The Evanston City Council adopted the city’s first Fair Workweek ordinance on May 22, requiring employers to provide employees with predictable work schedules, including advance notice of changes.

Council Members Thomas Suffredin (from left), Eleanor Revelle and Devon Reid listen to speakers at Monday’s council meeting. Reid proposed the Fair Workweek ordinance that ultimately passed by a 6-2 vote.
Credit: Bob Seidenberg

The ordinance that passed by a 6-2 vote Monday excludes several major industries and in most cases will only apply to businesses with 100 or more employees, not 15 as originally proposed.

The ordinance grew out of concerns during COVID-19 as workers were required to change their schedules on short notice, and sometimes told to report to work with little time off between shifts.

The new law requires covered employers to give workers 14 days notice of their work schedule and compensate workers if the schedule changes within that 14-day window. It also requires that current part-time employees be offered additional shifts before an employer posts additional part-time positions.

In addition, it prevents “clopening shifts,” requiring a minimum of 11 hours off between shifts so workers can rest or sleep, with extra compensation if there are fewer than 11 hours between closing and opening shifts, said Alison Leipsiger, the city’s policy coordinator, summing up some of the key points of the legislation.

The ordinance covers businesses with 100 or more employees (globally) in the industries of building services (janitorial), warehouse services, manufacturing and retail. Food service and restaurant businesses are covered if they have 200-plus employees globally.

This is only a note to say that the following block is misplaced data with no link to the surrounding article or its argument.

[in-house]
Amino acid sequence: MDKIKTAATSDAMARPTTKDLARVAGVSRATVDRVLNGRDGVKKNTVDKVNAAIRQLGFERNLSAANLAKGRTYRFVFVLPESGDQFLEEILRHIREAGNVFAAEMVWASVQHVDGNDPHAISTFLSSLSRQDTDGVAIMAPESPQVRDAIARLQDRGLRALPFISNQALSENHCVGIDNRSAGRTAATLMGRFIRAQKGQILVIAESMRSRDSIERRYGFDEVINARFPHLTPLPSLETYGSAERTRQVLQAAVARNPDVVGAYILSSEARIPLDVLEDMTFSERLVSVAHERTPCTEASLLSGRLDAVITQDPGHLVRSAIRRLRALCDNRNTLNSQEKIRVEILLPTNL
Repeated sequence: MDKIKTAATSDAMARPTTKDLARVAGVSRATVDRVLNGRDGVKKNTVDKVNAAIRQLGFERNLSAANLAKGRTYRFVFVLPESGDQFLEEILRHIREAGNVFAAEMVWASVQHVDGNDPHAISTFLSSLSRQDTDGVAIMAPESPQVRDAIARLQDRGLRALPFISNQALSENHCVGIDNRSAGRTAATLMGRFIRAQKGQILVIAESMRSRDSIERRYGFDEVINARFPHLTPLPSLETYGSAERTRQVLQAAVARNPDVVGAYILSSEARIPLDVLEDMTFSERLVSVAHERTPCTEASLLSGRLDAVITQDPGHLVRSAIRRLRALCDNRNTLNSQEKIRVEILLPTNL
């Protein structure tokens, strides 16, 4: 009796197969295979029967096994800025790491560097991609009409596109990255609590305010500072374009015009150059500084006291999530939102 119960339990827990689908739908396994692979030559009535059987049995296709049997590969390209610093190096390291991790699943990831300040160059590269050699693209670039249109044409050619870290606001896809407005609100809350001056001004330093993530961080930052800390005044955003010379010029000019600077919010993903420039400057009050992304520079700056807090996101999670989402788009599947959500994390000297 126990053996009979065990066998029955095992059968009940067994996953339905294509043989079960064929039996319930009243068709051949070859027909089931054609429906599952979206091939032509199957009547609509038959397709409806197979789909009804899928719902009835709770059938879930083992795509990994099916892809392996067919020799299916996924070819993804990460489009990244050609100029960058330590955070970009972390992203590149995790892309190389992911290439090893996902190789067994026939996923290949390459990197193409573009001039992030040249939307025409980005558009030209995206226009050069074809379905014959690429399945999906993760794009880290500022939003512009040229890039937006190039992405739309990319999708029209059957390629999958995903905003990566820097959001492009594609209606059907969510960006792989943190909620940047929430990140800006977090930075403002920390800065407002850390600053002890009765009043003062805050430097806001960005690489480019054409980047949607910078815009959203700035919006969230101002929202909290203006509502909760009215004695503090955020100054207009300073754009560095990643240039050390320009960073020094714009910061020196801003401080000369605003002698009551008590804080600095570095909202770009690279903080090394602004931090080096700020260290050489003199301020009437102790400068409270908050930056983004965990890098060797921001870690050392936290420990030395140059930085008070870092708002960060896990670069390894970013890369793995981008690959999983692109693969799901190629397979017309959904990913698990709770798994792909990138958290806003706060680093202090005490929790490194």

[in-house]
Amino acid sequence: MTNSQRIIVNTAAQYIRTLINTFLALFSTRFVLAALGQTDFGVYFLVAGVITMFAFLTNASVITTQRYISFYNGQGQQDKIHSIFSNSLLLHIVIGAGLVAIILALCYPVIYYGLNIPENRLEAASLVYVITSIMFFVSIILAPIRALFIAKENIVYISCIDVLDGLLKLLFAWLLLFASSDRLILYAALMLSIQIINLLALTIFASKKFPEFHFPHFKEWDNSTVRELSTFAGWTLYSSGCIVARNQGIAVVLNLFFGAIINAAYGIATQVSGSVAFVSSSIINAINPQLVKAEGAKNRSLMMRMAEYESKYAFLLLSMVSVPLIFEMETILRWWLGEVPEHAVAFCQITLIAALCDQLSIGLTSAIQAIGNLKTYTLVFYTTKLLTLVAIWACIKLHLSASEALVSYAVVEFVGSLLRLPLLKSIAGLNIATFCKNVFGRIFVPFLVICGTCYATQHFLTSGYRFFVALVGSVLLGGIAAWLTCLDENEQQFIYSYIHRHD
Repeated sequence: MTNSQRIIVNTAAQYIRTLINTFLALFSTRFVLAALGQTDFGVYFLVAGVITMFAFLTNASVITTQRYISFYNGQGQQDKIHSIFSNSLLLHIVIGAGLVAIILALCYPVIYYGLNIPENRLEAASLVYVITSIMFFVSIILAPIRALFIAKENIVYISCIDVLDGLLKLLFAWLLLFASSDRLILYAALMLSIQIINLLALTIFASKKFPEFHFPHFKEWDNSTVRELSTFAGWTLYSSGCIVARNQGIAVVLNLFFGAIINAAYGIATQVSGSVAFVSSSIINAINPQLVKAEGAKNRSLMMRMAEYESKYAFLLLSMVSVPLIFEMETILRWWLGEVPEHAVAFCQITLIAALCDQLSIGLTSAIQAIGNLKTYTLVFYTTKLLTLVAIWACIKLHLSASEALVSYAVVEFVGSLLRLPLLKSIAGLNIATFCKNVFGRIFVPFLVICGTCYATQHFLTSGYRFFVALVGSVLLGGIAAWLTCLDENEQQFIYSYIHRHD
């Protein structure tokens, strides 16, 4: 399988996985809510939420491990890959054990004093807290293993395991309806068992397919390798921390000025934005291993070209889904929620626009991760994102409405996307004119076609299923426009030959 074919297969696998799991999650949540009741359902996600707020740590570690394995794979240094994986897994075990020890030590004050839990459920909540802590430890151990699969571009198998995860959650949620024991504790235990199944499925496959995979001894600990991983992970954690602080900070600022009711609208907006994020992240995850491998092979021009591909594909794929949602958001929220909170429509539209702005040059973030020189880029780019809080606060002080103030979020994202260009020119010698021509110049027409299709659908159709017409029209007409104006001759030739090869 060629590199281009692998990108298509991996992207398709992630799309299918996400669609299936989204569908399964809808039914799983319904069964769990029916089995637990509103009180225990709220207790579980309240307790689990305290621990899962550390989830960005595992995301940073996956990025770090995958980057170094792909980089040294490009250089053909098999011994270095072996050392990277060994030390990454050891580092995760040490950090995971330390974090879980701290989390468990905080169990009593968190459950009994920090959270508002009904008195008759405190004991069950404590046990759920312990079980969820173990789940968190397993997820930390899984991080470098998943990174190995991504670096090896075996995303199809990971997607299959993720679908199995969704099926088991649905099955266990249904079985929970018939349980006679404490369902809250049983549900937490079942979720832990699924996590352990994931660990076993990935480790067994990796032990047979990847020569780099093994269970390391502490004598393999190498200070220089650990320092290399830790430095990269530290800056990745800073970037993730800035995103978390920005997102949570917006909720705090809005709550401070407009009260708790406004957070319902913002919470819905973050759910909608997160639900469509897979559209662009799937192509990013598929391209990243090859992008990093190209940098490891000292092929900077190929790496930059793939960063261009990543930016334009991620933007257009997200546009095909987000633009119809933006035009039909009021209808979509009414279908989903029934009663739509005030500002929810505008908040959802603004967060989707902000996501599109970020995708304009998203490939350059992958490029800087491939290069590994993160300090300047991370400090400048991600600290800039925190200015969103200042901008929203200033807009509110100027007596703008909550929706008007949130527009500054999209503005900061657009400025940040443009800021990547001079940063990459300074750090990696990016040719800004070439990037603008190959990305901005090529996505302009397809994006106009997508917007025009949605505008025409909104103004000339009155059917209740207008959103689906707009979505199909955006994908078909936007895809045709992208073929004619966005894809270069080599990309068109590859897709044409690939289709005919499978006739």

‘In a good place to move forward’: Reid

Council Member Devon Reid (8th Ward), proposed the ordinance and received strong backing from Mayor Daniel Biss.

At the May 22 meeting, Reid thanked his colleagues for “really approaching this ordinance … with open eyes and willingness to really hear the concerns of many communities – both the business community and, particularly, our hospitals and other groups.”

“We’ve incorporated a lot of the feedback that we saw as reasonable into this ordinance and we’re really in a good place to move forward,” Reid said.

Several council members had concerns about the ordinance as it was written, including Krissie Harris (2nd Ward).

“I am being bombarded by my residents, by my businesses. They are not in favor of this,” she declared at the start of discussion.

Those businesses included Valli Produce, which has been a key business in the rejuvenation of Evanston Plaza, after Dominick’s grocery pulled up stakes in 2013 from the shopping complex at Dempster Street and Dodge Avenue.

Valli lodges complaints

“Valli Produce has finally been brought into the loop regarding the proposal for a Fair Workweek ordinance in Evanston,” wrote Carmine Presta, a Valli owner, in an email to council members.

“At first reading, we were dumbfounded by the unjust legal ramifications and the enormous amounts of administrative requirements for a problem that does not exist in our retail business,” Presta said, adding that while Valli has been in Evanston since 2008, the business has been in operation since 1977.